Scotland sees sharp fall in number of companies in dire straits - latest Red Flag Alert
Scotland’s economic backdrop is improving with the first fall in nine months in the number of companies displaying signs of “critical” financial distress, a new report suggests.
The latest Red Flag Alert from insolvency specialist Begbies Traynor shows that during the final quarter of 2019 there was a 28 per cent fall in critical, or advanced financial distress, which refers to businesses that have had winding up petitions or decrees totalling more than £5,000 against them. It marks the first year-on-year fall in three quarters.
Some of the sectors which showed the greatest improvement were hotels and accommodation (80 per cent decrease in critical distress), bars and restaurants (67 per cent fall), property (71 per cent drop) and construction (down 43 per cent).
Looking across the UK, Scotland saw one of the greatest quarter-on-quarter falls in critical distress in the last three months of 2019, with a decrease of 41 per cent, compared with the UK-wide drop of just 13 per cent, and second only to Northern Ireland.
However, some sectors in Scotland did see a rise in critical distress levels, compared with the same period in 2018, including manufacturing, financial services, food and beverage, leisure and cultural, sports and health clubs, as well as wholesale.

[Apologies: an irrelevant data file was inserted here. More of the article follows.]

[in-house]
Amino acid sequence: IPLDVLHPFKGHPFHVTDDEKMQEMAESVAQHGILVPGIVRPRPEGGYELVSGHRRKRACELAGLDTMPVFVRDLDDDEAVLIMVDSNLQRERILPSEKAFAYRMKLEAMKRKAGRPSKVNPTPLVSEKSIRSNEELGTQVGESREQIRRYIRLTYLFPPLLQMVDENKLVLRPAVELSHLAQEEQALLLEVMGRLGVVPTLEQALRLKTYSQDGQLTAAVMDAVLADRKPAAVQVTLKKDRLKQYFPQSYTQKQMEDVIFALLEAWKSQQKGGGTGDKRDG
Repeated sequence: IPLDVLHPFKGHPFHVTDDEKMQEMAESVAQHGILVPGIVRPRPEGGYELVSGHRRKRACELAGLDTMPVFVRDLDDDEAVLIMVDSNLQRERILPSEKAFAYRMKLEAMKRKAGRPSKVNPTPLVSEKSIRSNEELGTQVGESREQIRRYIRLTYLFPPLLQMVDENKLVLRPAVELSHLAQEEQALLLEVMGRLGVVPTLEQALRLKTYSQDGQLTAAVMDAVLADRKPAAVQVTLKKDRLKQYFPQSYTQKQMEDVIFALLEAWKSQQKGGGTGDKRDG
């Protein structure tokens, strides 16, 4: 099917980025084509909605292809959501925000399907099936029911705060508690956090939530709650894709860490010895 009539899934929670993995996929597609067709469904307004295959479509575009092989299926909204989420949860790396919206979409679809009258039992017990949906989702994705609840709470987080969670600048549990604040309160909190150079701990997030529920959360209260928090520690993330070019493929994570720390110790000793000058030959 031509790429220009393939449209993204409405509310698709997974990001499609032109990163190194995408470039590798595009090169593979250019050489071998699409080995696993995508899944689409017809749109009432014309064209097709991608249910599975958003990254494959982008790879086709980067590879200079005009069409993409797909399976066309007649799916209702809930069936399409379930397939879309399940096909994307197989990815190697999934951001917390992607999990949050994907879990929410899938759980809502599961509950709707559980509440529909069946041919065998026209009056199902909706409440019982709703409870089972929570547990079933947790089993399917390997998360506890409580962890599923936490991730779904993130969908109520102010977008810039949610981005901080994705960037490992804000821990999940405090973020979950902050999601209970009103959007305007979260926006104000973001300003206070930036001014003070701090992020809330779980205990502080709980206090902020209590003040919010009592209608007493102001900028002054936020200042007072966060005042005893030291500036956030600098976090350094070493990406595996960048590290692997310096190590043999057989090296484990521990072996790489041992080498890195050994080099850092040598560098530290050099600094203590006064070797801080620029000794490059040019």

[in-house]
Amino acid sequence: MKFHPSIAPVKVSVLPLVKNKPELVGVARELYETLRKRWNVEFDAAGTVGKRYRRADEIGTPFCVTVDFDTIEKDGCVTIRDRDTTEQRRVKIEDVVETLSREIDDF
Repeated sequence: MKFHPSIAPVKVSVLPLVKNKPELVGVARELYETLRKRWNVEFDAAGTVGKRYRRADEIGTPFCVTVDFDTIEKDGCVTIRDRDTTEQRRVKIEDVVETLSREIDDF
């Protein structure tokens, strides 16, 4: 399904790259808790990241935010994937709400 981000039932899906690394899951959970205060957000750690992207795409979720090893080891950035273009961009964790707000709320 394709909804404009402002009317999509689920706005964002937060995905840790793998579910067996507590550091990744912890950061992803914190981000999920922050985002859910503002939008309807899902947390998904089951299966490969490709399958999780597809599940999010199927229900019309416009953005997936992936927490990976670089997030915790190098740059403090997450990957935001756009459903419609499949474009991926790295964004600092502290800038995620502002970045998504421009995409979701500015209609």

Levels of businesses in Scotland experiencing what is termed “significant” distress – minor decrees against them – also appear to be stabilising, according to the latest alert report.
Ken Pattullo, who leads Begbies Traynor in Scotland, said: “During much of the past year, Scotland has generally fared worse than other parts of the UK, often seeing a double-figure rise in advanced distress compared with the same period the previous year. It is reassuring to see the country now doing better than the rest of the UK and starting to recover from the uncertainty and disruption of the last three years.
“It is particularly pleasing to see the resurgence of construction, often the bellwether of the economy. Hopefully, with the general election behind us, businesses can start to plan for their post-Brexit future although they still await clarity on many aspects of the deal.”
Figures released last week suggested that conditions may be harshening for Scottish businesses after an increase in the number of firms going bust last year.
The latest official statistics showed that corporate insolvencies in Scotland for the whole of 2019 were 4 per cent up on the year before, at 980, putting them at their highest level since 2012.
The number of insolvencies actually fell by 4 per cent in the October to December period, compared with the previous three months, but were up 8 per cent, year-on-year, compared with the final quarter of 2018.